it would seem that every other reviewer rates this at 8 or 10 stars..... just what exactly am I missing here..... After looking through some of these reviews, I can quickly deduce that many of you are prone to over-rating and over-hyping this movie. Please, it's not THAT good.
Released in December of 1955 "Tarantula" is a capable, though fairly modest effort in the Sci-FiHorror genre and though it's far from being a great film, it's still one of the better "Big Bug Movies" Hollywood's churned out over the decades. The film stars John Agar in the lead role of Dr. Matt Hastings, who has many a dilemma to solve out in the arid wastes of the Arizona desert. Along for the ride comes a young and lovely Mara Corday as well as the great British character actor and Hitchcock favorite Leo G. Carroll, as scientists who are hard at work in developing a super-growth serum. But, as always, "something went terrible wrong" and trouble brews. Tarantula is well-acted, paced, photographed and it's effects, for the time, are about as good as to be expected, and yet unfortunately this film registers at only a very marginal level of entertainment.
On the plus-side many of same the people who where behind the iconic horror film "The Creature from the Black Lagoon" just the previous year, are also involved in Tarantula - only this time with far less memorable results. I might as well go ahead and say it, as if it's title isn't a total give-away in the first place, the film is centered around a massive, scientifically enhanced, Tarantula - which only gets bigger in size and ferocity as the movies goes. The last 10 to 15 minutes, when the spider attains it's maximum "house-wrecking" size of at least 100 tall, by 100 feet across, is when the movies at it's best. Also for a compliment I find that the end of Tarantula projects a similar vibe that King Kong's grand finale does (though in a much more modest way and on vastly less-inspired level), because ultimately Tarantula never really does get THAT exciting.
Judging by the looks of things the monster (ie giant tarantula) was brought to life solely through the use of photographic effects, primarily from the method of super-imposing footage of the subject, over the master-shot, that establishes the setting; which in this case is the mountainous deserts of Arizona and it's endless stretches of high-way that disappear into the horizon. In another sequence, a - house-wrecking affair - the monster is thrust front and center onto the screen and beautifully rendered, in the form of an extreme close-up, that which depicts the spiders head and multiple sets of eyes with an impressive level of detail, as it peers through a window - perhaps in admiration of Mara Corday. By this time the giant, mutated Tarantula is bigger then a house and it only getting bigger and BIGGER, as it rumbles towards it's inevitable demise.
As exciting as it might sound, I urge you to temper any enthusiasm and keep your expectations to a modest level, because like virtually all monster movies of the era Tarantula comes off as quite dated and modest in it's ability to entertain. Now had this been done using stop-motion photography, well then, undoubtedly, Tarantula would have been a more memorable picture; but as it stands the movies photographic effects are still vivid and feature some very effective, sharply detailed, close-ups. Musically Tarantula is impressive, featuring the dual compositional threat of both Henry Mancini and Herman Stein, their musical endeavors effectively lifts Tarantula above and beyond most of it's competition. The films striking score primarily alternates from string-filled moments of subtle serenity, to harsh, brass-driven moments of monstrous angst.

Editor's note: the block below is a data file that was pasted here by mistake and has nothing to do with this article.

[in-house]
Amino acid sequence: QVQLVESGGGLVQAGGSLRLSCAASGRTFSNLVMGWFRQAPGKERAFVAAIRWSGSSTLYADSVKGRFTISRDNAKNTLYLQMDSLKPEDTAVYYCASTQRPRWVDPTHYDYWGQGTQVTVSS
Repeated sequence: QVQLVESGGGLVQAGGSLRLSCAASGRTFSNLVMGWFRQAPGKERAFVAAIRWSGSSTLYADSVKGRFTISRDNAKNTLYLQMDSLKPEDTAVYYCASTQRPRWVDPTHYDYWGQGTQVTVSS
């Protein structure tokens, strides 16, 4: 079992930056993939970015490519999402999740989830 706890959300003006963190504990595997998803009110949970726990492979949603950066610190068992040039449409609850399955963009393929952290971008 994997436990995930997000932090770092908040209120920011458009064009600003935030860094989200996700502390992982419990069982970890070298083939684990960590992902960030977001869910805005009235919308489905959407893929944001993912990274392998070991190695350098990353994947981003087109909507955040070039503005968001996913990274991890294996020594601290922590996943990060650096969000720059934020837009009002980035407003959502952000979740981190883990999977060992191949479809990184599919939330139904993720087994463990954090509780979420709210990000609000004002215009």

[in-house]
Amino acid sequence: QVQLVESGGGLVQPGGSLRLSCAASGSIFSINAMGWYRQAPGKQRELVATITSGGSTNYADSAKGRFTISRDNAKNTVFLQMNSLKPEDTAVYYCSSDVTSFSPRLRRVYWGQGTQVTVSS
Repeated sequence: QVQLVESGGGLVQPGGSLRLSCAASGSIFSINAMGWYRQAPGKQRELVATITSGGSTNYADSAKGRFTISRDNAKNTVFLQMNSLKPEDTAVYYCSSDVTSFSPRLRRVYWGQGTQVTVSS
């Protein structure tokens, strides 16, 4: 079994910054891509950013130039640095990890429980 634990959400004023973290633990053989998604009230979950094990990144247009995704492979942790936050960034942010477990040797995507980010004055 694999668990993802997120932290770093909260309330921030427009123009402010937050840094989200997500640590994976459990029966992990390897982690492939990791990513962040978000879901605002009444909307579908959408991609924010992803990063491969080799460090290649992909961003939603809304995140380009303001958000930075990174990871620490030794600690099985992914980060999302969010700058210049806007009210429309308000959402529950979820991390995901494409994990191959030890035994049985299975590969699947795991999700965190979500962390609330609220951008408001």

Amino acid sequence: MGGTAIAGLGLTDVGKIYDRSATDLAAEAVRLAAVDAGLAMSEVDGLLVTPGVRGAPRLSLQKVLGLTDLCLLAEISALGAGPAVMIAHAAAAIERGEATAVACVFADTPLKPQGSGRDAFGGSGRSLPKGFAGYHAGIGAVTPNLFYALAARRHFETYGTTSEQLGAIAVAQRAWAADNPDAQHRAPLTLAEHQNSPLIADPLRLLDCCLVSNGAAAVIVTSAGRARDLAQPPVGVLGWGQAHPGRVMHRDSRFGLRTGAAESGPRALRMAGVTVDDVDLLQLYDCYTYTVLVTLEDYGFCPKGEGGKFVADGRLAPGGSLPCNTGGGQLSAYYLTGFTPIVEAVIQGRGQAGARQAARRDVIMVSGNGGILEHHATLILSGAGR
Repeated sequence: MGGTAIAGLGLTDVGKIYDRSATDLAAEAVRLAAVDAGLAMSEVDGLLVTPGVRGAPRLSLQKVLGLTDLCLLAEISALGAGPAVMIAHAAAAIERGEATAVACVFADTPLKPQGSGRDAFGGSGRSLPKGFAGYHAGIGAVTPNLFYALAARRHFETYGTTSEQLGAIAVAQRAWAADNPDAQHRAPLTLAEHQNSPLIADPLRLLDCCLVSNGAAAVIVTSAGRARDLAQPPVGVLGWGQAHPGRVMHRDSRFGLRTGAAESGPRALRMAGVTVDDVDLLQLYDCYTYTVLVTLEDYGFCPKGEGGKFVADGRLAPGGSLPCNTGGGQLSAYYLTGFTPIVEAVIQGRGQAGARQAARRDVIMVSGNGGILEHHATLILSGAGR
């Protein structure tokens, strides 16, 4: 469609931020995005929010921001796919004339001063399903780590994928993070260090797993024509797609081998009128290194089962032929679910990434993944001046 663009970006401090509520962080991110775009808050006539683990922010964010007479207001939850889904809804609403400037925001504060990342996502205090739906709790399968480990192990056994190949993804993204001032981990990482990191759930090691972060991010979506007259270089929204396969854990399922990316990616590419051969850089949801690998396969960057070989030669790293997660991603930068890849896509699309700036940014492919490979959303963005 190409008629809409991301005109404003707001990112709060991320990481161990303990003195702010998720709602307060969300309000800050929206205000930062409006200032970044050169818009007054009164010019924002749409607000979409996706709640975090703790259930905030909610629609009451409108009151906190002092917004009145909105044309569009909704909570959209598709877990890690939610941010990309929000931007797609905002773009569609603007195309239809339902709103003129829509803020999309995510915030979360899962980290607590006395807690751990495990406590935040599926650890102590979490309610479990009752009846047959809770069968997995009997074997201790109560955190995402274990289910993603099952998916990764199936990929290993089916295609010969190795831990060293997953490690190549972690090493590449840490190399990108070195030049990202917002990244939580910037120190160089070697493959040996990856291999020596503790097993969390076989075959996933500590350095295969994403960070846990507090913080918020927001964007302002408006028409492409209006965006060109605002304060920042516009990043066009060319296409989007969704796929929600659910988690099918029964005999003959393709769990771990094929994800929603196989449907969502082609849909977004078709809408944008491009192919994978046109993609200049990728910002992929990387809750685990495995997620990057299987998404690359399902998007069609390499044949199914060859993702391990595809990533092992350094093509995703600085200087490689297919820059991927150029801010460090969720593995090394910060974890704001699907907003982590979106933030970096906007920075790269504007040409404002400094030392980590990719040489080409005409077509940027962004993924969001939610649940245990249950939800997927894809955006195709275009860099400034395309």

In the end Tarantula does provide the audience with a very satisfying death scene, as the monster is consumed in a raging firestorm. But for me, once was enough, as I find the movie lacks the necessary verve and excitement to warrant my attention, again. There's no doubt of it that had more moneyinspiration been splashed it's way, this would have been a grand classic of the genre, unfortunately that's not the case here and Tarantula is merely a good movie, rather than a great one. There's one other thing that has come to my attention, which is the fact that Mara Corday had a habit of showing up in monster movies of the 50's. But as far as Tarantula is concerned, when compared to the likes of "The Black Scorpion" or the infamously terrible (and riotously hilarious) "The Giant Claw" it's the first and easily the best of Mara's monster movies.
Conclusion: Tarantula offers little in the way of replay value, but it's certainly worth watching once.
On a side-note, if you further want to explore the films of director Jack Arnold, I highly recommend that you see "The Incredible Shrinking Man", it's a more entertaining movie and also a much better example of his talent as a film director.
Review by Idiot-Deluxe from the Internet Movie Database.